The USOPC’s Technology and Innovation Fund – made possible by the generosity of American donors – was critical to helping athletes, coaches and USOPC service providers stay connected and maintain consistency in preparation for the Tokyo and Beijing Games amidst the prevailing COVID-19 climate. In 2020, over $640,000 was allocated against 17 technology projects, impacting athletes representing more than 20 National Governing Bodies. Since the fund’s inception in 2015, over $2.5 million has been distributed to support 49 projects across 33 sports.

Examples of technology in action include virtual reality, which was leveraged to give Team USA athletes and support staff cyber tours of the Athlete Villages, competition venues and training facilities in Japan. Some sports even utilized VR in training with US Equestrian taking virtual rides of the courses in Tokyo. Additionally, technology and data analytics were applied to empower individual athletes – including to help Nathan Chen and other leading figure skaters, who used sensors to optimize their jump technique, while Paratriathlete Kendall Gretsch was upgraded with a custom handcycle in preparation for the Tokyo Games.

The USOPC also deployed a variety of digital platforms, using data to derive key insights into athlete health and performance. Notemeal, an interactive nutritional platform, allowed dietitians to remain connected with athletes and dial in nutritional plans, while the Athlete 360 data platform continued to support athletes by tracking trends in sleep, training load and recovery.

Investments were also made to enhance sport infrastructure for Team USA. At the Lake Placid Olympic & Paralympic Training Center, and in partnership with the Olympic Regional Development Authority, video, timing and sensor technologies were integrated into the newly constructed start facilities for luge, bobsled and skeleton. The information provided by these systems will be critical in propelling Team USA athletes to the podium in Beijing and beyond.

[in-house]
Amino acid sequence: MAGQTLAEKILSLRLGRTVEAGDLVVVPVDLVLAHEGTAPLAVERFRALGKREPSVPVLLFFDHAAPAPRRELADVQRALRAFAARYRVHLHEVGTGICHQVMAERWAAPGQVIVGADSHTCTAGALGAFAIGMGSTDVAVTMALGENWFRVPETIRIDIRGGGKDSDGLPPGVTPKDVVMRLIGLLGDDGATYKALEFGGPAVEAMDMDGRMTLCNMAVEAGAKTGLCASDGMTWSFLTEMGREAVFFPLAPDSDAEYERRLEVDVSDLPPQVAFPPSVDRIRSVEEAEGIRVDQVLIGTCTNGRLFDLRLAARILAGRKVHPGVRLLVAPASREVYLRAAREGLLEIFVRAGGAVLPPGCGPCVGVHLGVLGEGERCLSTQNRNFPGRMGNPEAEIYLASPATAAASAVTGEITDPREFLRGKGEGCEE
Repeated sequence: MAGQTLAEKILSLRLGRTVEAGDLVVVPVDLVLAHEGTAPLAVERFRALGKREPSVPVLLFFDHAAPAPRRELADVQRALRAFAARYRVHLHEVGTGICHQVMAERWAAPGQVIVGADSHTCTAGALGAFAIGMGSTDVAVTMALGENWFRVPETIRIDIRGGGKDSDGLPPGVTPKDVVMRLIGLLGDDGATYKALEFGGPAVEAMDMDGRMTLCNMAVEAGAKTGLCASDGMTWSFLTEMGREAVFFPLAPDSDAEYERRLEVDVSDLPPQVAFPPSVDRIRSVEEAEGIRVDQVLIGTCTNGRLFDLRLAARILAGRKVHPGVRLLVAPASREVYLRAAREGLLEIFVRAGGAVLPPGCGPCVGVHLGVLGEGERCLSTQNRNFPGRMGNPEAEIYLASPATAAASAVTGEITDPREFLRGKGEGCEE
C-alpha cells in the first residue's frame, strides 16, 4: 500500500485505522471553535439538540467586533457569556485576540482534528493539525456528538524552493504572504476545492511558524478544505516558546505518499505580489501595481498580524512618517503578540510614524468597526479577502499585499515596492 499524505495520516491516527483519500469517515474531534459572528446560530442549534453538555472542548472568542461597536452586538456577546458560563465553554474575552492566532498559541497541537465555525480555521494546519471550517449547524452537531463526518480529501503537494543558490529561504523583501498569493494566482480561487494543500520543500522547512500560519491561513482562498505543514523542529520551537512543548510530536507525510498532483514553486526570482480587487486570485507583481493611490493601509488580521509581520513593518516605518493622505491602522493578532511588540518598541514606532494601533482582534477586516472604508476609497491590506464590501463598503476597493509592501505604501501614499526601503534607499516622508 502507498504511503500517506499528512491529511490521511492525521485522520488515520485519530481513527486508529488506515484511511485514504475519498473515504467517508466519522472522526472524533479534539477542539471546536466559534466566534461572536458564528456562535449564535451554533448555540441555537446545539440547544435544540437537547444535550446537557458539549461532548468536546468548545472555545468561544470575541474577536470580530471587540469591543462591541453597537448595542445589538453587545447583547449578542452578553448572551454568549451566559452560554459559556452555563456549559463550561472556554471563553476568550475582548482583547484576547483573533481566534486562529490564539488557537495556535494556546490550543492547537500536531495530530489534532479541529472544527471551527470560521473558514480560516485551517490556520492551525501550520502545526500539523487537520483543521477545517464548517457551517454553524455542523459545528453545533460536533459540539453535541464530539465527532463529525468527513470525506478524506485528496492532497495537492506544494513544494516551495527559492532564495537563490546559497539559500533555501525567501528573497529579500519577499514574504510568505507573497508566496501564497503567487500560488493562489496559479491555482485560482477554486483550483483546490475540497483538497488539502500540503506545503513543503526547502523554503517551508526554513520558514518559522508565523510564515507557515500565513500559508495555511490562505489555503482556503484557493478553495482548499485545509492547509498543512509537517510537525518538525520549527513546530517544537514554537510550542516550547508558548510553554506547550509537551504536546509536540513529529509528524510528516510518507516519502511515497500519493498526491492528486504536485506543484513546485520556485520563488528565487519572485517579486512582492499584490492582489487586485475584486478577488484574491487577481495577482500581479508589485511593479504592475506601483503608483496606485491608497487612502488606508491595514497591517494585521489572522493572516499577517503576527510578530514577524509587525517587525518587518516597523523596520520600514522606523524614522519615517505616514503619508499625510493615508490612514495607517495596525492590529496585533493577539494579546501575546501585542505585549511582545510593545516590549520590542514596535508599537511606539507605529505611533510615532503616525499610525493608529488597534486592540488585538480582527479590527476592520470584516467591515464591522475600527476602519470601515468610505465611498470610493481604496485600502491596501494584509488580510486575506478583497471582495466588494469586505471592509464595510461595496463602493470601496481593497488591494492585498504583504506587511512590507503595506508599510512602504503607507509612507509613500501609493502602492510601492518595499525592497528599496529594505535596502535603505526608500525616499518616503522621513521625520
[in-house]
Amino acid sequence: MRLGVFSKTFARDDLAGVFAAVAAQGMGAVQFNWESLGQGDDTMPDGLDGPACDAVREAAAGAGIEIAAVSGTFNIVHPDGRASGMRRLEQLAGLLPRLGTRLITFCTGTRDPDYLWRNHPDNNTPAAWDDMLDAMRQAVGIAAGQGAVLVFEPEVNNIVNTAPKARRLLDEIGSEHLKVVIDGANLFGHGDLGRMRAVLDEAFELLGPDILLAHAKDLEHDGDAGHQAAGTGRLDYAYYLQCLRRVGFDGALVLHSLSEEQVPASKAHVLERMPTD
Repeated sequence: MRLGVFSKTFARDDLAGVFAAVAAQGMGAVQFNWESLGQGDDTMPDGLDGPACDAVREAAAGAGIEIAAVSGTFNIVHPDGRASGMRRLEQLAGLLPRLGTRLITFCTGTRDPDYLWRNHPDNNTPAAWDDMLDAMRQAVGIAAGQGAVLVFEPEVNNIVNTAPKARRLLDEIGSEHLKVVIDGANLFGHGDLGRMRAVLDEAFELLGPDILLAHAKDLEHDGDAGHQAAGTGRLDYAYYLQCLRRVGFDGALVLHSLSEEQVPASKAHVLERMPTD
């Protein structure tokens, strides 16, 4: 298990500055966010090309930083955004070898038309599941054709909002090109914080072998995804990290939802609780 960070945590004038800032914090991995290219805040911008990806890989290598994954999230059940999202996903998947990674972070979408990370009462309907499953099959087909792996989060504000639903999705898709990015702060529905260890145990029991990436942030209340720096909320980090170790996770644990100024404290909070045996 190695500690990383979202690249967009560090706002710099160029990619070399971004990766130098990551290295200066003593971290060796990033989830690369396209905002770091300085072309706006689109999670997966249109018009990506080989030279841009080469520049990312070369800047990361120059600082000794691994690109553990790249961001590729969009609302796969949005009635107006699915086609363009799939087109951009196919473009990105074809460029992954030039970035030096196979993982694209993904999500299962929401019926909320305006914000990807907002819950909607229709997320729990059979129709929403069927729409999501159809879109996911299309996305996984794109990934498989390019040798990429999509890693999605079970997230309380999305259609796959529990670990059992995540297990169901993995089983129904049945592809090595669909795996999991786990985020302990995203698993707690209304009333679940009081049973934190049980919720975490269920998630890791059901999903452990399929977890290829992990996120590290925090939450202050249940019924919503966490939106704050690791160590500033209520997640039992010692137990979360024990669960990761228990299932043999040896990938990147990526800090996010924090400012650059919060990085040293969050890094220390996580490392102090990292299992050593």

U.S. Olympic & Paralympic Training Centers

The USOPC operates two high-performance Olympic & Paralympic Training Centers that create an integrated environment of training and support services for Team USA athletes with a focus on athlete performance, safety and well-being. Despite operational challenges due to COVID-19, the two facilities in Colorado Springs, Colorado and Lake Placid, New York, continued to provide a safe and productive environment for athletes to live and train in preparation for the Tokyo and Beijing Games. In addition to using the integrated facilities for intensive training camps and sessions, some year-round athletes also live on campus as residents.

COVID-19 Mitigation and Return to Training

The USOPC leveraged its relationships in the sports medicine world with its Infectious Disease Advisory Council, as well as state and county health officials to lead the way in providing a safe and viable training environment for Tokyo and Beijing-focused athletes. Based upon rapidly changing public health regulations in response to escalating cases of COVID-19 in the United States, the Colorado Springs and Lake Placid Olympic & Paralympic Training Centers were temporarily closed for training in March. During that time, the USOPC continued to provide food and lodging for those athletes who called the OPTCs home, while prioritizing planning to safely reopen the training centers for training.

The USOPC developed an infectious disease management strategy designed to reduce the transmission of COVID-19 at USOPC facilities through a gradual and phased approach and allow training to resume at the OPTCs. The best practices and protocols are covered in the USOPC’s OPTC Re-Entry Playbook, which outline the rules behaviors recommended to promote a healthy and safe environment.

The prevention measures allowed the USOPC to receive professional sports waivers from the states of Colorado and New York, allowing the OPTCs to remain open contingent on continued prevention of outbreaks. Overall, the strategies proved effective to identify and isolate any COVID-19 cases and maintain a safe place for Team USA athletes to train in the lead-up to the Tokyo and Beijing Games.

U.S. Olympic & Paralympic Training Sites

In 2020, the USOPC partnered with 11 U.S. Olympic & Paralympic Training Sites that work in collaboration with NGBs and HPMOs to provide nearly 400 national team athletes access to additional resources, services and facilities in nine states. The USOPC provides additional support to two of the sites—the Chula Vista Elite Athlete Training Center and the Utah Olympic Legacy Foundation—to ensure the highest level of resources and availability for Team USA athletes. The training sites remained steadfast in supporting Team USA to the best of their ability while complying with local restrictions during the COVID-19 pandemic.